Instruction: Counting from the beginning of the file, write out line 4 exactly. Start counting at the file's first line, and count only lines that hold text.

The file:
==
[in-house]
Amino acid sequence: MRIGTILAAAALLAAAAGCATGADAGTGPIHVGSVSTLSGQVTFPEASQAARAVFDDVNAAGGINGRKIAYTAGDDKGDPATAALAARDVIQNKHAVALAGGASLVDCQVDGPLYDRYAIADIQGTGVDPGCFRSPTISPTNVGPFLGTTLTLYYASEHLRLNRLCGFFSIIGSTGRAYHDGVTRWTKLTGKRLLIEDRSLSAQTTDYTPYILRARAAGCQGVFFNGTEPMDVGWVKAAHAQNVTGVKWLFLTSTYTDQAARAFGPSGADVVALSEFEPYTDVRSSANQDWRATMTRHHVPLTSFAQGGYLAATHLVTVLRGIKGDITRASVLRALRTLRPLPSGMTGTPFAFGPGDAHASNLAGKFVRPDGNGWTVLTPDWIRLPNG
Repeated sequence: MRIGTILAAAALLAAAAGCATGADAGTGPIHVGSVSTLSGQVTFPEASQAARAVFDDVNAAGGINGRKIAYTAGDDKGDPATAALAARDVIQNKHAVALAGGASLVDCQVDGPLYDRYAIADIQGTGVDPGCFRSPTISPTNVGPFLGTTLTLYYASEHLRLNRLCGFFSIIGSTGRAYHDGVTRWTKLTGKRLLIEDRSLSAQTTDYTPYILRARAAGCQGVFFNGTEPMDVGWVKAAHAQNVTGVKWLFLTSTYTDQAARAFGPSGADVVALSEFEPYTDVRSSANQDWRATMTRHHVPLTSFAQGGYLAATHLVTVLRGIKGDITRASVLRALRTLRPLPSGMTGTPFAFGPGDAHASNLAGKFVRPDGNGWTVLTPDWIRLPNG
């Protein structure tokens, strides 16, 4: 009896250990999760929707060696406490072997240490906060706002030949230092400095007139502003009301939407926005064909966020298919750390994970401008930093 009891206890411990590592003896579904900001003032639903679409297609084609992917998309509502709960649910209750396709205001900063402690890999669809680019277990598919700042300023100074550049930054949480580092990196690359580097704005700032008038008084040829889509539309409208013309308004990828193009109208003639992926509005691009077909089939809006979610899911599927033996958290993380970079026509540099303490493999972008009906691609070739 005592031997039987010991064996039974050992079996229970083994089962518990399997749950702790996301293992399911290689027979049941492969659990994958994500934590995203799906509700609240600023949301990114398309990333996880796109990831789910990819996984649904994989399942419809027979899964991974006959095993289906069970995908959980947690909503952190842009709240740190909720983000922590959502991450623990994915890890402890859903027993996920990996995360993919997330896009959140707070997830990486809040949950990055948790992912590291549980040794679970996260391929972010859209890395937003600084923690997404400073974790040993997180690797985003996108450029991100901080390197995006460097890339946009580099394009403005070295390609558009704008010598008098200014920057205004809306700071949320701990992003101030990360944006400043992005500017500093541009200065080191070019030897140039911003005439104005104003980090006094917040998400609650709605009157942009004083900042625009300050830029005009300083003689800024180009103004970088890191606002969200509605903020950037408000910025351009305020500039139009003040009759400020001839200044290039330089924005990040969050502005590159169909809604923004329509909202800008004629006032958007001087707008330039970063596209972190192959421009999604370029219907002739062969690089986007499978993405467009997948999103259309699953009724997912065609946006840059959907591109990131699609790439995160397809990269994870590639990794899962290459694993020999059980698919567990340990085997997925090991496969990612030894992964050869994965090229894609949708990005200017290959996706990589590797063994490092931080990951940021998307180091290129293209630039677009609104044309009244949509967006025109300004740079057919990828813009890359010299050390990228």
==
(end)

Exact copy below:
């Protein structure tokens, strides 16, 4: 009896250990999760929707060696406490072997240490906060706002030949230092400095007139502003009301939407926005064909966020298919750390994970401008930093 009891206890411990590592003896579904900001003032639903679409297609084609992917998309509502709960649910209750396709205001900063402690890999669809680019277990598919700042300023100074550049930054949480580092990196690359580097704005700032008038008084040829889509539309409208013309308004990828193009109208003639992926509005691009077909089939809006979610899911599927033996958290993380970079026509540099303490493999972008009906691609070739 005592031997039987010991064996039974050992079996229970083994089962518990399997749950702790996301293992399911290689027979049941492969659990994958994500934590995203799906509700609240600023949301990114398309990333996880796109990831789910990819996984649904994989399942419809027979899964991974006959095993289906069970995908959980947690909503952190842009709240740190909720983000922590959502991450623990994915890890402890859903027993996920990996995360993919997330896009959140707070997830990486809040949950990055948790992912590291549980040794679970996260391929972010859209890395937003600084923690997404400073974790040993997180690797985003996108450029991100901080390197995006460097890339946009580099394009403005070295390609558009704008010598008098200014920057205004809306700071949320701990992003101030990360944006400043992005500017500093541009200065080191070019030897140039911003005439104005104003980090006094917040998400609650709605009157942009004083900042625009300050830029005009300083003689800024180009103004970088890191606002969200509605903020950037408000910025351009305020500039139009003040009759400020001839200044290039330089924005990040969050502005590159169909809604923004329509909202800008004629006032958007001087707008330039970063596209972190192959421009999604370029219907002739062969690089986007499978993405467009997948999103259309699953009724997912065609946006840059959907591109990131699609790439995160397809990269994870590639990794899962290459694993020999059980698919567990340990085997997925090991496969990612030894992964050869994965090229894609949708990005200017290959996706990589590797063994490092931080990951940021998307180091290129293209630039677009609104044309009244949509967006025109300004740079057919990828813009890359010299050390990228």